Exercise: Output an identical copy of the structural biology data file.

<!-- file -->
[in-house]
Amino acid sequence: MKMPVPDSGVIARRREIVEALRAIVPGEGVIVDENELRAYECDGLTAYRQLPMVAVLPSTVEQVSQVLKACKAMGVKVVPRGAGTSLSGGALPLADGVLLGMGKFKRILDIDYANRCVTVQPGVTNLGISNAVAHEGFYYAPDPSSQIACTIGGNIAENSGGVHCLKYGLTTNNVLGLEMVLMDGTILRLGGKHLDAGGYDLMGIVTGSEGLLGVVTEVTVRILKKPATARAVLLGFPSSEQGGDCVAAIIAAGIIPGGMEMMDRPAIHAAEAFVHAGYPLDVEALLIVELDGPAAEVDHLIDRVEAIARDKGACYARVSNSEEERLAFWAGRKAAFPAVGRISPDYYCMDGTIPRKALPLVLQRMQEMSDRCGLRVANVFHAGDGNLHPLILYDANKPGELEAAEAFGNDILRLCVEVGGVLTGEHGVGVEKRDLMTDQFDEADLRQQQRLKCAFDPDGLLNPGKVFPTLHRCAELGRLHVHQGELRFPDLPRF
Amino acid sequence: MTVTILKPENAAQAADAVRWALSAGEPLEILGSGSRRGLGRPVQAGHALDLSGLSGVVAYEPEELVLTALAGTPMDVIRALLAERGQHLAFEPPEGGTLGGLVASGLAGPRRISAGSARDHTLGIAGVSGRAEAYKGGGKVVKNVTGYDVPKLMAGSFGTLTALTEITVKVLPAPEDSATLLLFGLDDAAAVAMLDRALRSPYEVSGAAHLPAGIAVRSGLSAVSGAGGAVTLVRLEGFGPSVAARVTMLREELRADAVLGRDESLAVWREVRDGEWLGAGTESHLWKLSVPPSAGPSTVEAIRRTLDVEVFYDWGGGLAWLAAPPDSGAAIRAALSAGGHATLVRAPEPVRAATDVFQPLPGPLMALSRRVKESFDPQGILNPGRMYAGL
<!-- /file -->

[in-house]
Amino acid sequence: MKMPVPDSGVIARRREIVEALRAIVPGEGVIVDENELRAYECDGLTAYRQLPMVAVLPSTVEQVSQVLKACKAMGVKVVPRGAGTSLSGGALPLADGVLLGMGKFKRILDIDYANRCVTVQPGVTNLGISNAVAHEGFYYAPDPSSQIACTIGGNIAENSGGVHCLKYGLTTNNVLGLEMVLMDGTILRLGGKHLDAGGYDLMGIVTGSEGLLGVVTEVTVRILKKPATARAVLLGFPSSEQGGDCVAAIIAAGIIPGGMEMMDRPAIHAAEAFVHAGYPLDVEALLIVELDGPAAEVDHLIDRVEAIARDKGACYARVSNSEEERLAFWAGRKAAFPAVGRISPDYYCMDGTIPRKALPLVLQRMQEMSDRCGLRVANVFHAGDGNLHPLILYDANKPGELEAAEAFGNDILRLCVEVGGVLTGEHGVGVEKRDLMTDQFDEADLRQQQRLKCAFDPDGLLNPGKVFPTLHRCAELGRLHVHQGELRFPDLPRF
Amino acid sequence: MTVTILKPENAAQAADAVRWALSAGEPLEILGSGSRRGLGRPVQAGHALDLSGLSGVVAYEPEELVLTALAGTPMDVIRALLAERGQHLAFEPPEGGTLGGLVASGLAGPRRISAGSARDHTLGIAGVSGRAEAYKGGGKVVKNVTGYDVPKLMAGSFGTLTALTEITVKVLPAPEDSATLLLFGLDDAAAVAMLDRALRSPYEVSGAAHLPAGIAVRSGLSAVSGAGGAVTLVRLEGFGPSVAARVTMLREELRADAVLGRDESLAVWREVRDGEWLGAGTESHLWKLSVPPSAGPSTVEAIRRTLDVEVFYDWGGGLAWLAAPPDSGAAIRAALSAGGHATLVRAPEPVRAATDVFQPLPGPLMALSRRVKESFDPQGILNPGRMYAGL